Citizens Advice chief executive, Gillian Guy, said: "There is little or no room for manoeuvre for people with stretched household budgets. Many are still feeling the effects of the recession as low wages and high costs means people face a daily battle to make ends meet. A month without a pay cheque because of an unexpected redundancy or work drying up can easily prove disastrous.
“The loss of a home is all too real a threat for those only just managing to keep up with the rent or their mortgage. Last year Citizens Advice saw a 16 per cent rise in social housing rent arrears and a 26 per cent increase in threats of house repossession for social housing tenants. Changes to Housing Benefit and Council Tax Support have put some people in even more difficult financial positions. Enquiries about Discretionary Housing Payments to Citizens Advice Bureaux have risen by 110 per cent in just one year. More affordable homes need to be built to stop housing costs rising even further.
“Changes to emergency support mean many people don’t know where to go for help, and for some, the help they need is no longer there. The availability of support for people in crisis situations must be made crystal clear.”
NATIONAL:Council tax lift for flood families
More than 1000 families still unable to move back into their homes after the winter’s floods will not have to pay any council tax until they do, the Government has announced.
Local Government Minister Brandon Lewis said a discount scheme originally planned to last three months would be extended, taking the cost from £4 million to £6m.
Residents were forced from around 7700 homes in England during what was the wettest winter on record and although flood defences successfully helped protect over 1.3 million properties 7,700 homes were flooded.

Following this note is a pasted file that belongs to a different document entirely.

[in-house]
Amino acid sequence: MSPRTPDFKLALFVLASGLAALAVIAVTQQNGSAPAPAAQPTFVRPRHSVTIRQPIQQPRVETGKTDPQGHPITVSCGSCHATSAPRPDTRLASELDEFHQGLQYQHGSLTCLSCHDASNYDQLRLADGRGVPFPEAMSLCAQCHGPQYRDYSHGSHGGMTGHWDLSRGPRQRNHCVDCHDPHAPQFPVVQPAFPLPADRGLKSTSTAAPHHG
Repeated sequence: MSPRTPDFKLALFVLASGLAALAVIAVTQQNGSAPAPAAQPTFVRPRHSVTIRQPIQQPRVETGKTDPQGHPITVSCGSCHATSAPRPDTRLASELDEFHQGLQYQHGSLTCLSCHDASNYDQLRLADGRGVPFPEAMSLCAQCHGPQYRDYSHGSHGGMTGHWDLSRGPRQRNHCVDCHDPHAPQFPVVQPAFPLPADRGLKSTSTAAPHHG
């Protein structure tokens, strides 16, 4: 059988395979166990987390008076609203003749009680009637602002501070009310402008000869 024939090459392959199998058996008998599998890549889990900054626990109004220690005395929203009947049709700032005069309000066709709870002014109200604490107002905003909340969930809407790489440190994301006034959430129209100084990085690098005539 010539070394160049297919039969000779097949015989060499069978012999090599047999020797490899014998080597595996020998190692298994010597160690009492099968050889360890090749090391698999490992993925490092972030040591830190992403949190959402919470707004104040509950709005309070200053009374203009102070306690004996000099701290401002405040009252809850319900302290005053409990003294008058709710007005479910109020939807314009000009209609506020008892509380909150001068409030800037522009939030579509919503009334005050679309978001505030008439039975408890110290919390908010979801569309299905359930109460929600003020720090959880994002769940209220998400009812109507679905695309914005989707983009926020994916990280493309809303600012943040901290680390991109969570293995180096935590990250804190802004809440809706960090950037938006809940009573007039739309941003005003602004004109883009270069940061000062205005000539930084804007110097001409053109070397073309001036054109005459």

Most families are now back in their homes, as ground water continues to recede slowly, but the clean up can be slow going and a little over 1,000 households are still hoping to move back in.
Officials said a review of serious floods that hit the country in 2007 found half of affected households returned to their properties within three months and 82 per cent within six months.
Mr Lewis (pictured) said: “Thankfully many people have been able to return to their homes, but for some the process of homes drying out is going to take a little longer still.
“I don’t want to see any of those families having to worry about paying their Council Tax while they focus on getting their lives back in order.
“So from today the Government will extend its discount and no family will pay a single penny in Council Tax until they are safely back in the comfort of their own home.”
NATIONAL:Nine out of ten homes ‘too expensive’ for local people
Research by property search engine Adzuna showed that 91 per cent of homes in London were too expensive for locals, while other areas highlighted were Brighton, Oxford, Chelmsford and Cambridge.
The comparison of property prices and average local salaries showed that Belfast, Sunderland, Salford and Hull were the most affordable places for first-time buyers.
In these areas, average property prices were 2.5 times average local earnings compared with over seven times in the most expensive cities.
Andrew Hunter of Adzuna said: "Despite Government schemes like Help to Buy, it's clear that many parts of the country are on the verge of an affordability crisis, with young first-time buyers being almost completely priced out of the market."
Housing Minister Kris Hopkins said: "Help to Buy is both helping people on to the housing ladder and getting more homes built - nearly 20,000 home-owners have bought through the schemes, leading developers have said they'll build more as a direct result of the scheme, and last year housebuilding rose by 23 per cent.
"We've also taken action to reduce the record deficit we inherited, which has kept interest rates at a record low and made mortgages more affordable.
"On top of this, since 2010 the Government has helped deliver 170,000 new affordable homes, and we have a £20 billion investment programme in affordable housing up to 2015, and a further £23 billion after it."
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NATIONAL:Blog: Personal safety nets no substitute for Government support
By Kate Webb at Shelter